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Madly after the MusesBengali Poet Michael Madhusudan Datta and his Reception of the Graeco-Roman Classics$
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Alexander Riddiford

Print publication date: 2013

Print ISBN-13: 9780199699735

Published to Oxford Scholarship Online: May 2013

DOI: 10.1093/acprof:oso/9780199699735.001.0001

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Conclusion: ‘Above all Greek, above all Roman Fame’ 1

Conclusion: ‘Above all Greek, above all Roman Fame’ 1

(p.189) Conclusion: ‘Above all Greek, above all Roman Fame’1
Madly after the Muses

Alexander Riddiford

Oxford University Press

The Conclusion brings together the most prominent themes from the previous chapters. Madhusudan’s reception of the Graeco-Roman classics turns consciously away from contemporary British canons of literary taste and back to the eighteenth-century British Augustans, especially Alexander Pope. This may be seen, in particular, in the Bengali poet’s surprising interest in Roman as well as Greek literature. Moreover, Madhusudan viewed the Sanskrit as well as the Graeco-Roman canons through the lens of early British Orientalist scholarship. This backwards gaze was contemporary with the deteriorating relationship between the British and their Indian subjects in the mid nineteenth century. Madhusudan’s emphatic interest in the Indo-European discourse is considered from the point of view of race and nationalism. Comparisons are made with later non-white readers of the Graeco-Roman classics, such as Derek Walcott and Wole Soyinka, and the significance of the book for emerging fields such as ‘black classicism’ is explored.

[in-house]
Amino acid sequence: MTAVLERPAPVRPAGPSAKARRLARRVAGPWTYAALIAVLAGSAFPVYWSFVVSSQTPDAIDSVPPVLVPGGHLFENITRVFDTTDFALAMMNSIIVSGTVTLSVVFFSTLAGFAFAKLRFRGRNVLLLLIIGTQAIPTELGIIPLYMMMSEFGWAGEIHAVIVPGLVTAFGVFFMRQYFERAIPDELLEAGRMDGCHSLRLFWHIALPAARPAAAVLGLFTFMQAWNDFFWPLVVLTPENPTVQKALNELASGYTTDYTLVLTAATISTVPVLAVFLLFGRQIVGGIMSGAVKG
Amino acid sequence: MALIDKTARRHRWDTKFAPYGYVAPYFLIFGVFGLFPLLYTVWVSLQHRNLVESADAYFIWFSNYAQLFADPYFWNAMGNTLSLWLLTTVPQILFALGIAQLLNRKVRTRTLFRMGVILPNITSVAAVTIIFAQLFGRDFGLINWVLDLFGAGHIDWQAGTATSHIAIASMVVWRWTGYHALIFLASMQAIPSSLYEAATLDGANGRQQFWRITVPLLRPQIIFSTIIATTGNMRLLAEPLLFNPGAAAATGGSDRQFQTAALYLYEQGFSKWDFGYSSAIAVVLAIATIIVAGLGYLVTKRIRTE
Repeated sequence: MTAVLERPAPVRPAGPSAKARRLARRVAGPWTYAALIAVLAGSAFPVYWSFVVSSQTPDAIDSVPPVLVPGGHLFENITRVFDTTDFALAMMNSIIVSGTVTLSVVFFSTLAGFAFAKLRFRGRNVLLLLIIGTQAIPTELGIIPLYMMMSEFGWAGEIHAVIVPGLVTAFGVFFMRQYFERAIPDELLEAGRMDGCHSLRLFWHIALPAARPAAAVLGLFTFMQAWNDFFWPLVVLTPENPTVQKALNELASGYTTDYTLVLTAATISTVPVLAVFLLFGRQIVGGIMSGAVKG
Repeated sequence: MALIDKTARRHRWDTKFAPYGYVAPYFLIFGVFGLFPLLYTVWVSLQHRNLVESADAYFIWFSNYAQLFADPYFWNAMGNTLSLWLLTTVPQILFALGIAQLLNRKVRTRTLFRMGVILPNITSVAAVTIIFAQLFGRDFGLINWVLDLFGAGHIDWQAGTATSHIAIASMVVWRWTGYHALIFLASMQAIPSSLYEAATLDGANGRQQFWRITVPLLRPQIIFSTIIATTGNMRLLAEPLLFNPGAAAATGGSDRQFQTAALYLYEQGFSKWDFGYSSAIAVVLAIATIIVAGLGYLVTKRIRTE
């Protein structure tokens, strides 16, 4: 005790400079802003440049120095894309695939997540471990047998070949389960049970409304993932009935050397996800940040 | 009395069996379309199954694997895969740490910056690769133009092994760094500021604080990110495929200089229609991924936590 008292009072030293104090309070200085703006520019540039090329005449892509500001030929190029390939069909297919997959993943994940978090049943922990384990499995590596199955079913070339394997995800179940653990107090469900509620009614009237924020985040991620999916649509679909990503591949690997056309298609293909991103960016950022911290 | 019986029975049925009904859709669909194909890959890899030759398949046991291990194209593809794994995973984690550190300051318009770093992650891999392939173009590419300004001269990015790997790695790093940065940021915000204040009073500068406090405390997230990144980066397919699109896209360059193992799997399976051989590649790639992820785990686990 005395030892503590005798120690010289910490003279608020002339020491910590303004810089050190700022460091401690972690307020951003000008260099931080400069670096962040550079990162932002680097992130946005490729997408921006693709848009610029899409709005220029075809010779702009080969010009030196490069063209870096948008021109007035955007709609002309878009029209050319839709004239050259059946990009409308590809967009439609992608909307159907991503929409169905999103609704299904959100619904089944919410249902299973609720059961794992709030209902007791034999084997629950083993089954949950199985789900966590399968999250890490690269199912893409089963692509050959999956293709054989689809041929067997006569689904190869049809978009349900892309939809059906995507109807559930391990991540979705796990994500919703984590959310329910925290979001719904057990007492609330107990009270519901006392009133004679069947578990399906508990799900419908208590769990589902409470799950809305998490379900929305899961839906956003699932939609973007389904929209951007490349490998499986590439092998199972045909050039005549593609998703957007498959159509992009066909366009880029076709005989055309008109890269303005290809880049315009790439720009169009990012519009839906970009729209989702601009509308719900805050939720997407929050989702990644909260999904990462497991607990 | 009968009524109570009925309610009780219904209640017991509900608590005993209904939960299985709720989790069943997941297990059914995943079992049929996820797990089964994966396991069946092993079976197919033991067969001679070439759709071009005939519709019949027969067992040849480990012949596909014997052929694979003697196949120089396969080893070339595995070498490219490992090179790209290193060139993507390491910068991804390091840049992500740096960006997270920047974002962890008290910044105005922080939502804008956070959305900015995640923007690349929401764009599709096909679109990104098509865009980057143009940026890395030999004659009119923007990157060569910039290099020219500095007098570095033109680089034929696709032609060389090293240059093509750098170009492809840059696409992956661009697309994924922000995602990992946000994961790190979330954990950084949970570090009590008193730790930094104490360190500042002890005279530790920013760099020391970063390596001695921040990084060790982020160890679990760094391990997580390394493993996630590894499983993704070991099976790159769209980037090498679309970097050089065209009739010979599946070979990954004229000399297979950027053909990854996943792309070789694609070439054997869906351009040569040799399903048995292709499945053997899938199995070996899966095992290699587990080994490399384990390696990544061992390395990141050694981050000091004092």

Keywords:   British Augustan, pope, Hellenism, nationalism, race, indo-european, black classicism, Walcott, soyinka

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